### Abstract

The accuracy of phylogenetic inference was examined in simulated data sets up to nearly 10,000 taxa, the size of the largest set of homologous genes in existing molecular sequence databases. Even with a simple search algorithm (maximum parsimony without branch swapping), the number of characters needed to estimate 80% of a tree correctly can scale remarkably well at optimal substitution rates (on the order of log N, where N is the number of taxa). In other words, the number of taxa in an analysis can be doubled and only an arithmetic increase in the number of characters is required to maintain the same level of accuracy. Even substitution rates that are much higher than normally used in phylogenetic studies did not affect the scaling too adversely. However, scaling is usually worse than log N for more stringent levels of accuracy. Moreover, errors are not distributed randomly throughout the tree. Shallow nodes are remarkably easy to reconstruct and display favourable log-linear scaling. The deepest nodes are extremely difficult to reconstruct accurately, even with branch swapping, and the scaling is poor. Therefore, the strategy of sequencing large numbers of homologous genes may not always provide global solutions to extreme phylogenetic problems and alternative strategies may be required.

Original language | English (US) |
---|---|

Title of host publication | Pacific Symposium on Biocomputing. Pacific Symposium on Biocomputing |

Pages | 547-558 |

Number of pages | 12 |

State | Published - 2001 |

Externally published | Yes |

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### Cite this

*Pacific Symposium on Biocomputing. Pacific Symposium on Biocomputing*(pp. 547-558)

**Scaling of accuracy in extremely large phylogenetic trees.** / Bininda-Emonds, O. R.; Brady, S. G.; Kim, J.; Sanderson, Michael.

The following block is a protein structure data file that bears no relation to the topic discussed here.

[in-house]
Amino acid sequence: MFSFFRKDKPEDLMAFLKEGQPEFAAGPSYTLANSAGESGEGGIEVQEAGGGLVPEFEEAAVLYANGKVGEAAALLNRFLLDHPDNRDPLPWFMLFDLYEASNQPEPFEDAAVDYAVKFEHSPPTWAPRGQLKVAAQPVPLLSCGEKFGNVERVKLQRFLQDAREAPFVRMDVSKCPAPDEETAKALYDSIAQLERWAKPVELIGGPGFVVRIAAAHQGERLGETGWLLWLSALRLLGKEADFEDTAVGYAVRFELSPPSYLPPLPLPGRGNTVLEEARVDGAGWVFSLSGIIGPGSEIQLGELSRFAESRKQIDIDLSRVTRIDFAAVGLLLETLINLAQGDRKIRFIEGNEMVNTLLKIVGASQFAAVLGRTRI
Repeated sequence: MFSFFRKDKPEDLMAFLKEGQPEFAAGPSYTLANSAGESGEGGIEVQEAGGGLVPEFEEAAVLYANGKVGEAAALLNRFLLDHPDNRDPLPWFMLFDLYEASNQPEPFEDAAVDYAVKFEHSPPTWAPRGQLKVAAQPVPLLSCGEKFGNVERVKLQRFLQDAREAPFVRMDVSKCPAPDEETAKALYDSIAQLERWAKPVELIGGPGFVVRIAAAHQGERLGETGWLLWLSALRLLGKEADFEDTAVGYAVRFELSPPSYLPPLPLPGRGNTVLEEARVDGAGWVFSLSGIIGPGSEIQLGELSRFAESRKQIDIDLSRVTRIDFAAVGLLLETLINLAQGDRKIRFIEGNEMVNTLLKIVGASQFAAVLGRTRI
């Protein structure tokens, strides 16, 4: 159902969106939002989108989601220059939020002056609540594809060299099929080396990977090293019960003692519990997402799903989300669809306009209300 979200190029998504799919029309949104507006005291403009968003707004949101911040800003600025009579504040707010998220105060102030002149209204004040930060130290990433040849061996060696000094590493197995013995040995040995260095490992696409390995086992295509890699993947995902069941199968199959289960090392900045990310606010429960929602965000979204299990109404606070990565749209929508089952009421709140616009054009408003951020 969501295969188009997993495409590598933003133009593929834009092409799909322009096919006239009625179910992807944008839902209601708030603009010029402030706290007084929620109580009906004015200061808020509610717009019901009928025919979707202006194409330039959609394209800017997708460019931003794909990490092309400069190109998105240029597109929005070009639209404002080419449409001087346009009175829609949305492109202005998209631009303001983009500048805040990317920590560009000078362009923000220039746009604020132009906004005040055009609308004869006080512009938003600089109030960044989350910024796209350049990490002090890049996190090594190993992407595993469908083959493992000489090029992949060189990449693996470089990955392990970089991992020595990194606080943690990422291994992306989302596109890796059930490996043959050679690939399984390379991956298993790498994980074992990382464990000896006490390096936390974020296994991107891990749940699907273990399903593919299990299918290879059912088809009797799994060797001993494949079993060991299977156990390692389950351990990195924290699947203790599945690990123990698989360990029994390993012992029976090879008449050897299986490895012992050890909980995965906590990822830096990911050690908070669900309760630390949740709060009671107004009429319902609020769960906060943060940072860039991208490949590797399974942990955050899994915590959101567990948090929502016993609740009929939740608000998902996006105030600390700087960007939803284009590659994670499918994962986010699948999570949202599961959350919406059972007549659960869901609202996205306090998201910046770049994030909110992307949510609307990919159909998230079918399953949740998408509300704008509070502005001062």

Research output: Chapter in Book/Report/Conference proceeding › Chapter

*Pacific Symposium on Biocomputing. Pacific Symposium on Biocomputing.*pp. 547-558.

}

TY - CHAP

T1 - Scaling of accuracy in extremely large phylogenetic trees.

AU - Bininda-Emonds, O. R.

AU - Brady, S. G.

AU - Kim, J.

AU - Sanderson, Michael

PY - 2001

Y1 - 2001

N2 - The accuracy of phylogenetic inference was examined in simulated data sets up to nearly 10,000 taxa, the size of the largest set of homologous genes in existing molecular sequence databases. Even with a simple search algorithm (maximum parsimony without branch swapping), the number of characters needed to estimate 80% of a tree correctly can scale remarkably well at optimal substitution rates (on the order of log N, where N is the number of taxa). In other words, the number of taxa in an analysis can be doubled and only an arithmetic increase in the number of characters is required to maintain the same level of accuracy. Even substitution rates that are much higher than normally used in phylogenetic studies did not affect the scaling too adversely. However, scaling is usually worse than log N for more stringent levels of accuracy. Moreover, errors are not distributed randomly throughout the tree. Shallow nodes are remarkably easy to reconstruct and display favourable log-linear scaling. The deepest nodes are extremely difficult to reconstruct accurately, even with branch swapping, and the scaling is poor. Therefore, the strategy of sequencing large numbers of homologous genes may not always provide global solutions to extreme phylogenetic problems and alternative strategies may be required.

AB - The accuracy of phylogenetic inference was examined in simulated data sets up to nearly 10,000 taxa, the size of the largest set of homologous genes in existing molecular sequence databases. Even with a simple search algorithm (maximum parsimony without branch swapping), the number of characters needed to estimate 80% of a tree correctly can scale remarkably well at optimal substitution rates (on the order of log N, where N is the number of taxa). In other words, the number of taxa in an analysis can be doubled and only an arithmetic increase in the number of characters is required to maintain the same level of accuracy. Even substitution rates that are much higher than normally used in phylogenetic studies did not affect the scaling too adversely. However, scaling is usually worse than log N for more stringent levels of accuracy. Moreover, errors are not distributed randomly throughout the tree. Shallow nodes are remarkably easy to reconstruct and display favourable log-linear scaling. The deepest nodes are extremely difficult to reconstruct accurately, even with branch swapping, and the scaling is poor. Therefore, the strategy of sequencing large numbers of homologous genes may not always provide global solutions to extreme phylogenetic problems and alternative strategies may be required.

UR - http://www.scopus.com/inward/record.url?scp=0035222013&partnerID=8YFLogxK

UR - http://www.scopus.com/inward/citedby.url?scp=0035222013&partnerID=8YFLogxK

M3 - Chapter

C2 - 11262972

AN - SCOPUS:0035222013

SP - 547

EP - 558

BT - Pacific Symposium on Biocomputing. Pacific Symposium on Biocomputing

ER -